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Ok, thanks very much!
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Ok, that makes a lot of sense. I will do that! Thanks so much for the speedy reply!
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Hi Timothy, My question is regarding when to make a quote a block quote. I know the rule is if the quote is 40 or more words you make it a block quote, but what if there is inserted (bracketed) material? For example, if the quotation is 38 words but then I need to insert 3 words of bracketed material to clarify the quote (now there are 41 words), do I make this a block quote, or keep it in text? Thanks so much!
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Hello, My question is regarding whether a phrase such as "3 o'clock" would be written as I just wrote it, or as "three o'clock." It is a time, just as "8 a.m." or "5 days" are, but I didn't see an example with this particular way of phrasing it. I did look at section 4.31 in the Manual, but I wanted to be sure. Thanks very much!
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Hello, So my question is about figures. Is "Figure X" bolded below the figure? Also, is it necessary to put a box around both the figure and the figure number and caption? For instance, if a figure has a bar graph (enclosed in a box), is it necessary to then enclose everything in another box to complete the figure? Thanks!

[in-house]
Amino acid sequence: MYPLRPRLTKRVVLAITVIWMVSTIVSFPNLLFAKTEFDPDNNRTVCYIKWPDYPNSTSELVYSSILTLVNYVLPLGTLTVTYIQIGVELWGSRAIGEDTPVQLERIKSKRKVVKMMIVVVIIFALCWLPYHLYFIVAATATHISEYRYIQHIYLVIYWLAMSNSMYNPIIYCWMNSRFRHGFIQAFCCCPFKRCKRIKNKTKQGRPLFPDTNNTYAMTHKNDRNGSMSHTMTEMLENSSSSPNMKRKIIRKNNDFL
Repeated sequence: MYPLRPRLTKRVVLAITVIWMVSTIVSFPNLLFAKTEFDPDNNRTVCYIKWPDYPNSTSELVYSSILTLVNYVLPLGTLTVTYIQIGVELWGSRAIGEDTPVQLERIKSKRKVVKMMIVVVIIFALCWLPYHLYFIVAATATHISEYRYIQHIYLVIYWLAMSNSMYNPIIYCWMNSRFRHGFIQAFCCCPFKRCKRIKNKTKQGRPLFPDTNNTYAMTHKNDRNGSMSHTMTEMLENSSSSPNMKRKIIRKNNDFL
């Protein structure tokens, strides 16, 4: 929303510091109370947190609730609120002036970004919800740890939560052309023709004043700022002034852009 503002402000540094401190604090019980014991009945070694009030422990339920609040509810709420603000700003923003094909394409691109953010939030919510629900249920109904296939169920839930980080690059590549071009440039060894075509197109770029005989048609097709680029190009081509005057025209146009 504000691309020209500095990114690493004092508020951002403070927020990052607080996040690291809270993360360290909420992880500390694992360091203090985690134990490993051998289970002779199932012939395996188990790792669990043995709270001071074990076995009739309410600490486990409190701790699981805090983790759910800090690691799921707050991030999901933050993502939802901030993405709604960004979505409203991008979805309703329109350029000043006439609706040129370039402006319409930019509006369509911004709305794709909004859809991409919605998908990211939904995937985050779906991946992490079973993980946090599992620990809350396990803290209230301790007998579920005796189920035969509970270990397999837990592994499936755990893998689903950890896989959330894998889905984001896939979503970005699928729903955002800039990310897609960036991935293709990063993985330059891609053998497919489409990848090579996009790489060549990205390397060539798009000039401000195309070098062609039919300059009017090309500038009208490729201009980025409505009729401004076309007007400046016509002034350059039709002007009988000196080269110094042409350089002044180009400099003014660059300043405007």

Toggle Commented Oct 29, 2017 on Table Tips at APA Style 6th Edition Blog
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Hello, so I just would like clarity on something. If you read the English translated version of a book which was originally in another language, when you put it in the Reference list, you do not need to put the non-English title of the work in brackets? Based on ex. 28 in section 7.02 of the Manual, I would have thought you did need to put the original title in brackets, but based on what you have above you don't. Is this correct? Thanks for the clarity.
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Hello, I have a question that I don't quite see answered on here. I am trying to cite a paper presented at a workshop (wasn't sure if the format was the same as a symposium contribution). Some of the wording that I have from the paper is throwing me off as to how to cite it. Would something like the following be correct? I particularly was not sure from "Math Science" on. Thank you! Shulman, L. (2005, February). The signature pedagogies of the professions of law, medicine, engineering, and the clergy: Potential lessons for the education of teachers. Math Science Partnerships (MSP) Workshop on Teacher Education for Effective Teaching and Learning.Hosted by the National Research Council’s Center for Education, Irvine, CA.
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Ok, perfect! Thanks again for all the help. :)
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Okay, thank you so much for that clarification! This has been very helpful. Another question I have is regarding whether the clarifications on this blog are formally "backed" by the APA. I am asking because I am anticipating that some advisors may question the information I've gotten regarding the citations of research participants because this information is not formally in the APA Manual. (At least, I didn't see this info in there, but if it is, perhaps you could direct me to the page number in the Manual?) To me, this info has been extremely helpful, but I am wondering if this blog is formally "backed" by the APA (I did see the "About the Blog" section above, but I wasn't sure). Or, do you have other suggestions for getting advisors to accept the information I have received here? Thank you again for your time.